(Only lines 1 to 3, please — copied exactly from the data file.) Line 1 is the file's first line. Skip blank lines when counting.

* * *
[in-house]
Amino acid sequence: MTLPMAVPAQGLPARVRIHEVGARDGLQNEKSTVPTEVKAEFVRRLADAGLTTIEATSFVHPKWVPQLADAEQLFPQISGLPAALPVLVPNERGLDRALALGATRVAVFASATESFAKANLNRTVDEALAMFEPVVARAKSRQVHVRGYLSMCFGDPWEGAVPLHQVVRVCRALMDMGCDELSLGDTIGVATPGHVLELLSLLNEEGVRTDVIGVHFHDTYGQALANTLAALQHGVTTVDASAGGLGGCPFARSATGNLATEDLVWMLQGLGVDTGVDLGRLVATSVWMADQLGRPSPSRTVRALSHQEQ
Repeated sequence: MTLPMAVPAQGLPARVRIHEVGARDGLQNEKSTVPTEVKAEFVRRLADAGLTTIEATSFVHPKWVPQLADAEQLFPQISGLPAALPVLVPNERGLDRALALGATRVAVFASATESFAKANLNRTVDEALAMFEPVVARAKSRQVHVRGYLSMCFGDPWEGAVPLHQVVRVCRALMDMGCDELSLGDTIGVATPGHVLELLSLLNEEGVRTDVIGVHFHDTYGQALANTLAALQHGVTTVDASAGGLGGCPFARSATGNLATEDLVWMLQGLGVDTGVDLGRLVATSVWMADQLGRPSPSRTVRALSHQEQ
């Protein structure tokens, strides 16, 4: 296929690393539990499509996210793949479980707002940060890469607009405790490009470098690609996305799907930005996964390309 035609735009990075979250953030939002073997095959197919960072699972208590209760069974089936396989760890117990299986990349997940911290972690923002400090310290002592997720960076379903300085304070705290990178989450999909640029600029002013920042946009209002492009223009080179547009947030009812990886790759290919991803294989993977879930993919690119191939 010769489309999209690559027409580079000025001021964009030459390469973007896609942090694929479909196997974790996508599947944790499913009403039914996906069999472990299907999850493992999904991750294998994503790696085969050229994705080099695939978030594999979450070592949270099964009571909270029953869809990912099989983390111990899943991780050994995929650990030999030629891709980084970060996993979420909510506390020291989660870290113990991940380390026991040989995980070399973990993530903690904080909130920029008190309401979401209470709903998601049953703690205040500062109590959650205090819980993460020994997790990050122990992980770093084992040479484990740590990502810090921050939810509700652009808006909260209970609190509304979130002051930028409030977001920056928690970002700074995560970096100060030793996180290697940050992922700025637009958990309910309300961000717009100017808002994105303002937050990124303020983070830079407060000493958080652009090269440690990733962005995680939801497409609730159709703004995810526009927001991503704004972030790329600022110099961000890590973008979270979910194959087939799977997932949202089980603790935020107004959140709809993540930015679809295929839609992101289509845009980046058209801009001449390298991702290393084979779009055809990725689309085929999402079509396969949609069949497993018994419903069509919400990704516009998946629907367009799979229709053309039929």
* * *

[in-house]
Amino acid sequence: MTLPMAVPAQGLPARVRIHEVGARDGLQNEKSTVPTEVKAEFVRRLADAGLTTIEATSFVHPKWVPQLADAEQLFPQISGLPAALPVLVPNERGLDRALALGATRVAVFASATESFAKANLNRTVDEALAMFEPVVARAKSRQVHVRGYLSMCFGDPWEGAVPLHQVVRVCRALMDMGCDELSLGDTIGVATPGHVLELLSLLNEEGVRTDVIGVHFHDTYGQALANTLAALQHGVTTVDASAGGLGGCPFARSATGNLATEDLVWMLQGLGVDTGVDLGRLVATSVWMADQLGRPSPSRTVRALSHQEQ
Repeated sequence: MTLPMAVPAQGLPARVRIHEVGARDGLQNEKSTVPTEVKAEFVRRLADAGLTTIEATSFVHPKWVPQLADAEQLFPQISGLPAALPVLVPNERGLDRALALGATRVAVFASATESFAKANLNRTVDEALAMFEPVVARAKSRQVHVRGYLSMCFGDPWEGAVPLHQVVRVCRALMDMGCDELSLGDTIGVATPGHVLELLSLLNEEGVRTDVIGVHFHDTYGQALANTLAALQHGVTTVDASAGGLGGCPFARSATGNLATEDLVWMLQGLGVDTGVDLGRLVATSVWMADQLGRPSPSRTVRALSHQEQ